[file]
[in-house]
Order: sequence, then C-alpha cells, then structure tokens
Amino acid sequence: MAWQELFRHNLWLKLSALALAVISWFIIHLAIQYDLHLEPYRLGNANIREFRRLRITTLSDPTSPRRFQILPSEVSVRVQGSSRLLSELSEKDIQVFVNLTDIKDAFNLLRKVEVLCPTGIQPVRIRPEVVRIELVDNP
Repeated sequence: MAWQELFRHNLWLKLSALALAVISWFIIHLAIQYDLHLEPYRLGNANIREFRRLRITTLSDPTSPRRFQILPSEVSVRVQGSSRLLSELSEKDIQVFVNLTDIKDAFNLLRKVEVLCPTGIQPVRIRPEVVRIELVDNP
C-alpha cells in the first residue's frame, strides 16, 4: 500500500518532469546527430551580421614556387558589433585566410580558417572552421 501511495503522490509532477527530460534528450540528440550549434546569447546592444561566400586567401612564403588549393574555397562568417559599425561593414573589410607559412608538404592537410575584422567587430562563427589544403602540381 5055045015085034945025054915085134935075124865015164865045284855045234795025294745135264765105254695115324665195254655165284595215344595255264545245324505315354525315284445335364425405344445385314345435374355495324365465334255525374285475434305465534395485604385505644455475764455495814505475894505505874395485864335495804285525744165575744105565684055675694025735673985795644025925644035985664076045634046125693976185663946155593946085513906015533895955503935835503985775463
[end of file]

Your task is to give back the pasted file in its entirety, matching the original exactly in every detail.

[in-house]
Order: sequence, then C-alpha cells, then structure tokens
Amino acid sequence: MAWQELFRHNLWLKLSALALAVISWFIIHLAIQYDLHLEPYRLGNANIREFRRLRITTLSDPTSPRRFQILPSEVSVRVQGSSRLLSELSEKDIQVFVNLTDIKDAFNLLRKVEVLCPTGIQPVRIRPEVVRIELVDNP
Repeated sequence: MAWQELFRHNLWLKLSALALAVISWFIIHLAIQYDLHLEPYRLGNANIREFRRLRITTLSDPTSPRRFQILPSEVSVRVQGSSRLLSELSEKDIQVFVNLTDIKDAFNLLRKVEVLCPTGIQPVRIRPEVVRIELVDNP
C-alpha cells in the first residue's frame, strides 16, 4: 500500500518532469546527430551580421614556387558589433585566410580558417572552421 501511495503522490509532477527530460534528450540528440550549434546569447546592444561566400586567401612564403588549393574555397562568417559599425561593414573589410607559412608538404592537410575584422567587430562563427589544403602540381 5055045015085034945025054915085134935075124865015164865045284855045234795025294745135264765105254695115324665195254655165284595215344595255264545245324505315354525315284445335364425405344445385314345435374355495324365465334255525374285475434305465534395485604385505644455475764455495814505475894505505874395485864335495804285525744165575744105565684055675694025735673985795644025925644035985664076045634046125693976185663946155593946085513906015533895955503935835503985775463